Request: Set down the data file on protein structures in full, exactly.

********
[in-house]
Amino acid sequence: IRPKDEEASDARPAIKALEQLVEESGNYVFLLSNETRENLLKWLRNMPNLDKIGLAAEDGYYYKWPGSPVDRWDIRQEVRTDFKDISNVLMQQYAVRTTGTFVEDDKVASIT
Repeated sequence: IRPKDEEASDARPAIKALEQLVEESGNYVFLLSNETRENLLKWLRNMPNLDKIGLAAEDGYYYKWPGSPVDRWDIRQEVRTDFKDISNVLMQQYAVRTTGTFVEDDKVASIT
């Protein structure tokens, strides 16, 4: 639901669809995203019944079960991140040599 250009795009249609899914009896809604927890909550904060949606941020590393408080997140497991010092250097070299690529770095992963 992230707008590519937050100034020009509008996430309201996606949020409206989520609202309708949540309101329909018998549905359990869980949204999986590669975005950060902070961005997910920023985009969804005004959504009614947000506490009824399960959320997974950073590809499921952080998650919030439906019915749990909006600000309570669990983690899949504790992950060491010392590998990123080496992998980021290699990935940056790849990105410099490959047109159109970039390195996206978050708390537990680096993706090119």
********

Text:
[in-house]
Amino acid sequence: IRPKDEEASDARPAIKALEQLVEESGNYVFLLSNETRENLLKWLRNMPNLDKIGLAAEDGYYYKWPGSPVDRWDIRQEVRTDFKDISNVLMQQYAVRTTGTFVEDDKVASIT
Repeated sequence: IRPKDEEASDARPAIKALEQLVEESGNYVFLLSNETRENLLKWLRNMPNLDKIGLAAEDGYYYKWPGSPVDRWDIRQEVRTDFKDISNVLMQQYAVRTTGTFVEDDKVASIT
């Protein structure tokens, strides 16, 4: 639901669809995203019944079960991140040599 250009795009249609899914009896809604927890909550904060949606941020590393408080997140497991010092250097070299690529770095992963 992230707008590519937050100034020009509008996430309201996606949020409206989520609202309708949540309101329909018998549905359990869980949204999986590669975005950060902070961005997910920023985009969804005004959504009614947000506490009824399960959320997974950073590809499921952080998650919030439906019915749990909006600000309570669990983690899949504790992950060491010392590998990123080496992998980021290699990935940056790849990105410099490959047109159109970039390195996206978050708390537990680096993706090119």